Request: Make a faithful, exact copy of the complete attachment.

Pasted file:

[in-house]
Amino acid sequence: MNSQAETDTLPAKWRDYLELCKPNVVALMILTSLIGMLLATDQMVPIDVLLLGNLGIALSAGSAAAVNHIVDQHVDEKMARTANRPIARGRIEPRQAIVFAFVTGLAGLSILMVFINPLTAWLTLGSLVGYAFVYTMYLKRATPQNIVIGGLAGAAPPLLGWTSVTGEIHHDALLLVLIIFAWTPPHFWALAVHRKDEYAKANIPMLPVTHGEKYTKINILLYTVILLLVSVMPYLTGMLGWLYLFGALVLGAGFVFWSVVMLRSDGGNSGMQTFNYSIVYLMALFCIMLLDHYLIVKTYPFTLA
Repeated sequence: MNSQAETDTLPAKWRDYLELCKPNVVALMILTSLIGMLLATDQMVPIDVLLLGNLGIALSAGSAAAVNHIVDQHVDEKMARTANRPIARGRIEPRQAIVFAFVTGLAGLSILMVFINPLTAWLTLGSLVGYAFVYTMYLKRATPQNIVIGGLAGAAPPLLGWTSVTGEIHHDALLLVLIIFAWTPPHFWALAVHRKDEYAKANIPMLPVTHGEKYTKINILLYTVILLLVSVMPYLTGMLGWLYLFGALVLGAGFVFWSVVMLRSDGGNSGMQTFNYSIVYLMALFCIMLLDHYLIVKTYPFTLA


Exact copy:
[in-house]
Amino acid sequence: MNSQAETDTLPAKWRDYLELCKPNVVALMILTSLIGMLLATDQMVPIDVLLLGNLGIALSAGSAAAVNHIVDQHVDEKMARTANRPIARGRIEPRQAIVFAFVTGLAGLSILMVFINPLTAWLTLGSLVGYAFVYTMYLKRATPQNIVIGGLAGAAPPLLGWTSVTGEIHHDALLLVLIIFAWTPPHFWALAVHRKDEYAKANIPMLPVTHGEKYTKINILLYTVILLLVSVMPYLTGMLGWLYLFGALVLGAGFVFWSVVMLRSDGGNSGMQTFNYSIVYLMALFCIMLLDHYLIVKTYPFTLA
Repeated sequence: MNSQAETDTLPAKWRDYLELCKPNVVALMILTSLIGMLLATDQMVPIDVLLLGNLGIALSAGSAAAVNHIVDQHVDEKMARTANRPIARGRIEPRQAIVFAFVTGLAGLSILMVFINPLTAWLTLGSLVGYAFVYTMYLKRATPQNIVIGGLAGAAPPLLGWTSVTGEIHHDALLLVLIIFAWTPPHFWALAVHRKDEYAKANIPMLPVTHGEKYTKINILLYTVILLLVSVMPYLTGMLGWLYLFGALVLGAGFVFWSVVMLRSDGGNSGMQTFNYSIVYLMALFCIMLLDHYLIVKTYPFTLA